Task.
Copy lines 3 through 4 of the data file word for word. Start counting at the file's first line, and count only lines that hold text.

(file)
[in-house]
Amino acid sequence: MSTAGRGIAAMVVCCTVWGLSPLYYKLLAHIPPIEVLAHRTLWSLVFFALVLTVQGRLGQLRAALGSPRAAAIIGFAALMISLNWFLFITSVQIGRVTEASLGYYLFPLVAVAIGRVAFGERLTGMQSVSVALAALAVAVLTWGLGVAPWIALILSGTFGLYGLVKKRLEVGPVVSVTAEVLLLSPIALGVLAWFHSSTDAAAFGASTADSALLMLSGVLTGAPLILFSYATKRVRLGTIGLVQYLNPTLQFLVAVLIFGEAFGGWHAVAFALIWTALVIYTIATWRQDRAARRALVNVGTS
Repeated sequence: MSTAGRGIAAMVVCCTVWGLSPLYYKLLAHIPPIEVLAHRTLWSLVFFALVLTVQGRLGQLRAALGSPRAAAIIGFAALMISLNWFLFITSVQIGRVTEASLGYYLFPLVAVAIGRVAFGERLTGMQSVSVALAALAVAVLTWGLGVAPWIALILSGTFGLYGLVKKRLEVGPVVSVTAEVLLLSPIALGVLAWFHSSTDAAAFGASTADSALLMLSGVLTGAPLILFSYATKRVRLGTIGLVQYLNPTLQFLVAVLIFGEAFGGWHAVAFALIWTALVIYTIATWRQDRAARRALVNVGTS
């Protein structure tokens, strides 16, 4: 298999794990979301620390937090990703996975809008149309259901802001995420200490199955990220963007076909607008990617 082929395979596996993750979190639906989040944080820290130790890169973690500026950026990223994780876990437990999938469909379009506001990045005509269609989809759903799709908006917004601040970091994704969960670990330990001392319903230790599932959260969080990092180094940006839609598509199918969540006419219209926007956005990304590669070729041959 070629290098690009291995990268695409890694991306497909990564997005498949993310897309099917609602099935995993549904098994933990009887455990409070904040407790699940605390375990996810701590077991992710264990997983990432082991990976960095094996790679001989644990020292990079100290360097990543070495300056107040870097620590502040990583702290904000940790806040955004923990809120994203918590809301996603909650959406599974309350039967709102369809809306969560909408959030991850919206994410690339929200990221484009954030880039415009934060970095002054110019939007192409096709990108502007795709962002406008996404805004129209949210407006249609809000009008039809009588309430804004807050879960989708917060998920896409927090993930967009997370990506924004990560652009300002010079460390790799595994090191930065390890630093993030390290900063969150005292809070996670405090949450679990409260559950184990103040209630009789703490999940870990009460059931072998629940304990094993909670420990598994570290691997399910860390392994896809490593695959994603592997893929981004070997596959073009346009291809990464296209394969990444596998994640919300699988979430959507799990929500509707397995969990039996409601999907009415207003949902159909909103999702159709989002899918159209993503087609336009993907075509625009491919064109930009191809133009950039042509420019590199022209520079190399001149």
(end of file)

Repeated sequence: MSTAGRGIAAMVVCCTVWGLSPLYYKLLAHIPPIEVLAHRTLWSLVFFALVLTVQGRLGQLRAALGSPRAAAIIGFAALMISLNWFLFITSVQIGRVTEASLGYYLFPLVAVAIGRVAFGERLTGMQSVSVALAALAVAVLTWGLGVAPWIALILSGTFGLYGLVKKRLEVGPVVSVTAEVLLLSPIALGVLAWFHSSTDAAAFGASTADSALLMLSGVLTGAPLILFSYATKRVRLGTIGLVQYLNPTLQFLVAVLIFGEAFGGWHAVAFALIWTALVIYTIATWRQDRAARRALVNVGTS
């Protein structure tokens, strides 16, 4: 298999794990979301620390937090990703996975809008149309259901802001995420200490199955990220963007076909607008990617 082929395979596996993750979190639906989040944080820290130790890169973690500026950026990223994780876990437990999938469909379009506001990045005509269609989809759903799709908006917004601040970091994704969960670990330990001392319903230790599932959260969080990092180094940006839609598509199918969540006419219209926007956005990304590669070729041959 070629290098690009291995990268695409890694991306497909990564997005498949993310897309099917609602099935995993549904098994933990009887455990409070904040407790699940605390375990996810701590077991992710264990997983990432082991990976960095094996790679001989644990020292990079100290360097990543070495300056107040870097620590502040990583702290904000940790806040955004923990809120994203918590809301996603909650959406599974309350039967709102369809809306969560909408959030991850919206994410690339929200990221484009954030880039415009934060970095002054110019939007192409096709990108502007795709962002406008996404805004129209949210407006249609809000009008039809009588309430804004807050879960989708917060998920896409927090993930967009997370990506924004990560652009300002010079460390790799595994090191930065390890630093993030390290900063969150005292809070996670405090949450679990409260559950184990103040209630009789703490999940870990009460059931072998629940304990094993909670420990598994570290691997399910860390392994896809490593695959994603592997893929981004070997596959073009346009291809990464296209394969990444596998994640919300699988979430959507799990929500509707397995969990039996409601999907009415207003949902159909909103999702159709989002899918159209993503087609336009993907075509625009491919064109930009191809133009950039042509420019590199022209520079190399001149």